Video calls - Skype vs Lync vs WebRTC
Microsoft made a splash back in 2011 when it bought Skype for $8.5bn, but was it a short-sighted move?
Back then, Skype had a solid operating profit of $264m. Althought it still sells subscriptions for calling-out to standard phone networks, it has since removed its Premium product. The great news for us is there's no longer a restriction on the number of concurrent users in group video calls.
But video calls have become commonplace over the past few years. From Apple's Facetime to Google/Android's Hangouts, it's a facility users now expect for free. So it's getting tougher to drive any revenue from Skype. Add Microsoft's own Lync video-conferencing Office application into the mix, and Skype suddenly looks almost redundant.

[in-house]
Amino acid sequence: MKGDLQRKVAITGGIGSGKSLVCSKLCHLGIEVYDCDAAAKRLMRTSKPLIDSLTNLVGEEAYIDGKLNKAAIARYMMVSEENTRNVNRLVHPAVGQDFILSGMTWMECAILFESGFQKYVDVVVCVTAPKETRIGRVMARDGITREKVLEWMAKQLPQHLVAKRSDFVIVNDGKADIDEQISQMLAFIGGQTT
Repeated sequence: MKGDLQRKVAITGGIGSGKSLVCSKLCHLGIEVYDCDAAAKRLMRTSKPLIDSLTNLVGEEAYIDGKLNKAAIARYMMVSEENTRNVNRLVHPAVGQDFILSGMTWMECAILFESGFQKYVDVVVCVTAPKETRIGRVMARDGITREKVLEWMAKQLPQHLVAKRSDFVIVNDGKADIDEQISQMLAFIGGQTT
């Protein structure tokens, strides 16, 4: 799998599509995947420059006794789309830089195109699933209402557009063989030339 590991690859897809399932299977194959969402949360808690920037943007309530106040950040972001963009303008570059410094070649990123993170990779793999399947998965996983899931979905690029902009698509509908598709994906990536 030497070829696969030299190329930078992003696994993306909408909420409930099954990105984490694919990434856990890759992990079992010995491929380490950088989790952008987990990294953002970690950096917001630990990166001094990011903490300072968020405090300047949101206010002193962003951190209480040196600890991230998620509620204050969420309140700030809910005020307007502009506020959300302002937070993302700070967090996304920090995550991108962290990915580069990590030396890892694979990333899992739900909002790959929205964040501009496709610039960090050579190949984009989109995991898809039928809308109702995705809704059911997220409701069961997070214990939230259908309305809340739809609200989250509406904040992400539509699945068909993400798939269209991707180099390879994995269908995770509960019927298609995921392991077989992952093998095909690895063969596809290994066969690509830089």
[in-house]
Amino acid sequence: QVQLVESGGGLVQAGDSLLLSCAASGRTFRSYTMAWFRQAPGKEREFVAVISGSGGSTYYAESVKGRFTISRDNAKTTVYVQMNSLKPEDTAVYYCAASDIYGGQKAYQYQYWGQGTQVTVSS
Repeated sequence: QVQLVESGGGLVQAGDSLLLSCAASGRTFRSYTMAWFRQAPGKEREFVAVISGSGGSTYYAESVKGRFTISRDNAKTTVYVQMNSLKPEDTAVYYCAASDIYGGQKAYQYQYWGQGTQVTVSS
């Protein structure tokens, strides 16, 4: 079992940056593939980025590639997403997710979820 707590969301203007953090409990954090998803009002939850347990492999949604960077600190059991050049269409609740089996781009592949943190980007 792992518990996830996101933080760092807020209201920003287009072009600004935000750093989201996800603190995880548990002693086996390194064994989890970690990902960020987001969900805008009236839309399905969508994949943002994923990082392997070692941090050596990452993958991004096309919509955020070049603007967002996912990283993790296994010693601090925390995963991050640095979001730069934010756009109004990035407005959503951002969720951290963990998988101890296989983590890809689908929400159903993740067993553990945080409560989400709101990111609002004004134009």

Furthermore, a new standard called WebRTC is allowing developers to embed real-time video communications directly into the browser. It has already been adopted by Chrome, Firefox and Opera. But not, funnily enough, IE.
It may well be that Skype's real value lies in its userbase. Microsoft hasn't the best record when it comes to marketing, so it will be interesting to see how it transistions and monetizes Skype's 79million concurrent users.